In contrast, the warm temperatures of summer cause the air inside your summer tires to expand. Plus, in summer, the roads themselves are warm, which means increased friction and thus, higher tire pressure. For this reason, drivers should expect their summer tire pressure to increase in the first half-hour of driving before stabilizing. Overall, drivers must consider the optimal tire pressure not just for their vehicle but for the weather conditions in which they’re driving.

You should check your tire pressure at least once per month. It is estimated that most tires lose one PSI per month after they’ve been filled. It’s also worth noting that a tire can be up to 30 percent underinflated without visibly looking to need air. Thus, checking regularly will help ensure that they are always inflated to the proper pressure. Checking your tire pressure monthly is especially important in the winter when tires tend to lose pressure more quickly. That is why the optimal tire pressure for winter tires is often slightly higher than that of their all-season or summer counterparts. Beyond how frequently you should check tire pressure, the time of day you check your tire pressure matters too. Conduct your once-a-month check-up when the tires are “cold,” meaning they haven’t been driven recently. A popular time is to check first thing in the morning, however, if this doesn’t work for you, just be sure to check a minimum of three hours after the car has been driven. Checking your tire pressure too soon after the vehicle has been driven can lead to an inaccurate reading.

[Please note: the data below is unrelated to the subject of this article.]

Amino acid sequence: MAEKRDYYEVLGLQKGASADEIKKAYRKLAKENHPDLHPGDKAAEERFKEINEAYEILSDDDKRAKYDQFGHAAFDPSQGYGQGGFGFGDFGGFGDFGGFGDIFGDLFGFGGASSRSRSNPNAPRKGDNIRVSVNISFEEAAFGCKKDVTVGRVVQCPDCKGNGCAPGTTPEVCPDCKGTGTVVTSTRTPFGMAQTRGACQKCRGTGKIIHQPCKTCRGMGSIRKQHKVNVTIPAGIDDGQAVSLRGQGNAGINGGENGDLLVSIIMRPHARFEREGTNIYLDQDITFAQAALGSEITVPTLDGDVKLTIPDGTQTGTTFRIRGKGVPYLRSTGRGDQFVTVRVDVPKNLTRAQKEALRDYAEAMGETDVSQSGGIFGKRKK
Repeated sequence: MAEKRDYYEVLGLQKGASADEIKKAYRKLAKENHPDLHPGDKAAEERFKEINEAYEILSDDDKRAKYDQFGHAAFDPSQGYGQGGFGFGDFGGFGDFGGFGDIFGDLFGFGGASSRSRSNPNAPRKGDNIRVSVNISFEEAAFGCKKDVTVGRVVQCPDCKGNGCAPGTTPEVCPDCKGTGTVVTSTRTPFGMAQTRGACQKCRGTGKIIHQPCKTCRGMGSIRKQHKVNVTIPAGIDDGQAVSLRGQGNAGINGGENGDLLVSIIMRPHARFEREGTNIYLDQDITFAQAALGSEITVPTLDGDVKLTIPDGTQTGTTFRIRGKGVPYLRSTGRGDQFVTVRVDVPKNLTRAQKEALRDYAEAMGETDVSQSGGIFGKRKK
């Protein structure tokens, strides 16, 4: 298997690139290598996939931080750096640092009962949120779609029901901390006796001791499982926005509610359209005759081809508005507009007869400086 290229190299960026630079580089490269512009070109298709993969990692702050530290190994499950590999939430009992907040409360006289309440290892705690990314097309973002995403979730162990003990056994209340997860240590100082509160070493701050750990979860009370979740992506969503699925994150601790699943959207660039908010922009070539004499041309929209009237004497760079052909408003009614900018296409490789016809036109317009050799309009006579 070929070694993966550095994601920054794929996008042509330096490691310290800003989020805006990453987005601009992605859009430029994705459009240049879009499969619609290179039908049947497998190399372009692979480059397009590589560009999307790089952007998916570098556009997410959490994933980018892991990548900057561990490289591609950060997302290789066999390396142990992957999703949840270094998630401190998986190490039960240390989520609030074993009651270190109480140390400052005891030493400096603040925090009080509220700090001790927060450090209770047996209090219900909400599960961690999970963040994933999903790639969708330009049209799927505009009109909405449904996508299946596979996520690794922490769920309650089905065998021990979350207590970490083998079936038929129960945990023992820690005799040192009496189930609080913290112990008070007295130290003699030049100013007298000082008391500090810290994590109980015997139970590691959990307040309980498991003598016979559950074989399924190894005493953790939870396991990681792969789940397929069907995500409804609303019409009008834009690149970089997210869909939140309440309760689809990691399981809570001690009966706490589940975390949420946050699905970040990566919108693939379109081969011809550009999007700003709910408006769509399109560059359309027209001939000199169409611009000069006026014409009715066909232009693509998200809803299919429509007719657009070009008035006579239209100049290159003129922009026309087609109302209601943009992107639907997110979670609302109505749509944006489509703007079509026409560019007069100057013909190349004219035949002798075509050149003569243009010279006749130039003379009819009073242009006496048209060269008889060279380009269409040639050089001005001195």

Checking your tire pressure is simple. You can do so at home or at a gas station. If you’re checking your tire pressure at home, you’ll need a small device called a gauge. Tire pressure gauges come in stick, dial, or digital forms. Whichever you choose, the process is similar. Remove the valve cap on your tire, press the tire gauge onto the valve, and then wait for the tire pressure reading to appear on the screen of the gauge. To ensure an accurate reading, we recommend repeating this exercise two or three times.

Shop Tires at TireWarehouse

Now that you know a little more about tires, it’s time to find the perfect set for your vehicle. Shop online at Tire Warehouse today and explore our unrivalled inventory of tires. We have tires to suit all makes and models of vehicles, as well as a wide variety of tire types (winter, summer, all-season, all-weather, and more), not to mention products from some of the leading tire brands in the world (Bridgestone, Firestone, Toyo, Michelin, BFGoodrich, and Radar, to name a few). Plus, Tire Warehouse makes shopping for tires simple. We have an easy-to-navigate website, fast delivery times, and low shipping costs. We ship tires all across Canada, with an estimated delivery time of 2 to 4 business days and shipping fees of just $5 per tire. Sit back, relax, and order a brand new set of tires from the comfort of your couch. Got a question? Give us a call and a tire expert will be happy to answer your questions or offer their advice. For a convenient shopping experience, unbeatable savings, and the largest tire inventory in Canada, look no further than Tire Warehouse.